The Fabians are running an event tomorrow entitled “Britain and Europe: In, out or somewhere in between?” I can’t attend the event as I’m in Austria at the moment, so I’ll raise a few points here instead.

Frankly, the very title of the event makes me annoyed.

Why can we simply never move on beyond discussions about in or out of the European Union in the UK? OK, if you’re UKIP or Bill Cash then maybe you have the incentive to talk about this, but where is the incentive for an organisation linked to the Labour Party to pose a question this way?

For Labour, Britain’s membership of the EU has been a reasonably undisputed fact for a long time, and it’s about time the discourse caught up.

The old pro-European vs. eurosceptic frame is broken (as I’ve previously argued) and while debate is stuck on that issue there’s no way to discuss what those on the left – in the UK and elsewhere – should really be talking about, namely what a more social EU would actually look like, and how the UK can play a role in that.

A related discussion would be about how parties on the left – in the PES at EU level, and nationally – find a compelling message to get themselves back into power.

The two people I know in the UK in Labour circles who could give some compelling answers to these questions – Henning Meyer (of Social Europe Journal) and David Schoibl (chair of Labour Movement for Europe) are not even on the programme…

It is also vital that the debate does not start at the event about whether Labour should advocate a referendum on in-or-out of the EU, a matter I raised earlier this week. Yet with Wayne David on one of the panels, and Sunder Katwala chairing a panel, I fear this issue will raise its ugly head.

On balance I’m happy that the event tomorrow is taking place, and that the Fabians are starting to talk about EU matters. But it’s going to be a long and slow process before that debate in any way becomes meaningful.

3 Comments

  1. Just a late night thought

    In the event, a session is included on – “The skeptics vision: What happens if we pull out?”.

    So where is the opposing session to that on the programme? Isn’t the “federalist vision” or more integrationist vision lacking from the debate?

    If the programme is presented as ‘pro or contra’ and we’ll be getting the extreme contra represented by UKIP, then it would only be fair and good sportsmanship to show the other extreme as well?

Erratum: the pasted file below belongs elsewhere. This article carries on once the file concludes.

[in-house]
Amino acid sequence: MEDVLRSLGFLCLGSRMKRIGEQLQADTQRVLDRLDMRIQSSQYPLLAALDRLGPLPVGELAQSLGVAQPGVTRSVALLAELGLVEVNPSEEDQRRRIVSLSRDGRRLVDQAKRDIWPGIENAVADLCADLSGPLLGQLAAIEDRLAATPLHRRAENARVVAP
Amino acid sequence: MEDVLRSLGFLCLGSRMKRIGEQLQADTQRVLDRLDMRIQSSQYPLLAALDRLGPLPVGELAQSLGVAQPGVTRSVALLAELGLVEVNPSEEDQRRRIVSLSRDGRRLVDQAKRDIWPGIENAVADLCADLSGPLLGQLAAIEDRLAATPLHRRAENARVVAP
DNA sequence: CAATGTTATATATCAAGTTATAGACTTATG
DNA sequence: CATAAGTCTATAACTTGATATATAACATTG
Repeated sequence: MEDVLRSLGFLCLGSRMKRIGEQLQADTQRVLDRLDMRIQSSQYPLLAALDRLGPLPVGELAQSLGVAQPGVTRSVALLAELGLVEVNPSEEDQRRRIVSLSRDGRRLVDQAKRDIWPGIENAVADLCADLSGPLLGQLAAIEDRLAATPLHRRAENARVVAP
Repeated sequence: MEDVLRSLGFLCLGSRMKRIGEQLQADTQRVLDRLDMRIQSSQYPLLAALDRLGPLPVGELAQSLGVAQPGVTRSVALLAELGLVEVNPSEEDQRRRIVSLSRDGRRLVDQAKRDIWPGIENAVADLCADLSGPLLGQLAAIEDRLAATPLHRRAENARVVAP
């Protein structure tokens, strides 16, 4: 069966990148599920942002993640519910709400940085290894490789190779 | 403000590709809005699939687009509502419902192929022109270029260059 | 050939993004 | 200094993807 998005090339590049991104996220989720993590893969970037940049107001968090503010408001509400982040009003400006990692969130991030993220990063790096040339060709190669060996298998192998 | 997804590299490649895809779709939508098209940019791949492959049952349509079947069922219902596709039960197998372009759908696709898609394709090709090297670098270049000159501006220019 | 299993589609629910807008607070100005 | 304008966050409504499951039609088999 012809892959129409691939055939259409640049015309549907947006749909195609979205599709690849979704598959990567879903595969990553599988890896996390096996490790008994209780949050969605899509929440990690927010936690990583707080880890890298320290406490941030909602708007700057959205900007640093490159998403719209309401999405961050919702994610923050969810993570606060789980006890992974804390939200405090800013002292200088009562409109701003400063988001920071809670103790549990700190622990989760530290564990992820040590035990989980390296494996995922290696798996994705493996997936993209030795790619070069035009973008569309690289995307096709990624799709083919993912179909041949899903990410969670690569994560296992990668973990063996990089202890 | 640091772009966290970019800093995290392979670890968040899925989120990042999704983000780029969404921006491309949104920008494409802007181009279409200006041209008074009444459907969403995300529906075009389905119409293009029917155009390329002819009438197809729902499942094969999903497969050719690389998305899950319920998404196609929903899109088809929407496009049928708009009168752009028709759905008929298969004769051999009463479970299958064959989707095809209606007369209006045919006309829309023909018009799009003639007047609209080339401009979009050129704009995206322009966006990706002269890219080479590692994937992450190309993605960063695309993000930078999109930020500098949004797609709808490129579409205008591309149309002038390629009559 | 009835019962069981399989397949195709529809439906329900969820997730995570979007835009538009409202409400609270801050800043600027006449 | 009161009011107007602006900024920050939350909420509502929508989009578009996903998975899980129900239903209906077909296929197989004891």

But by presenting a debate which presents the centre and only the one extreme as being balanced, then you hinder a truly balanced debate.

    It’s a bit like having a debate between only a Trotskyte and a Stalinist or only a neo-con and a conservative and calling it balanced. Yes balanced within a self contained environment.

    The debate on EU in EU institutional circles in Brussels is accused of living in a bubble without connection to the real world. But so do certain national EU debates.

  2. Martin Keegan

    You’re saying those on the left should really be talking about “what a more social EU would actually look like”.

    The legitimacy problem can’t be just brushed aside. For the left to talk about achieving a “social EU” is for the left to talk about *illegitimately* achieving its objectives.

    This is basic democratic / constitutionalist potty training. Movements should *not* go about asking “hmm, how can we get what we want without doing it democratically?”

    *Any* discussion of what the EU should do is a discussion of how to avoid proper democratic scrutiny of a policy, and so there should be no such discussion until the legitimacy issues are resolved.

  3. Agree that legitimacy issues need to be dealt with – but as I’ve argued (and you’ve disagreed) I don’t think a referendum accomplishes this.

    I think we will have to agree to disagree on this one.

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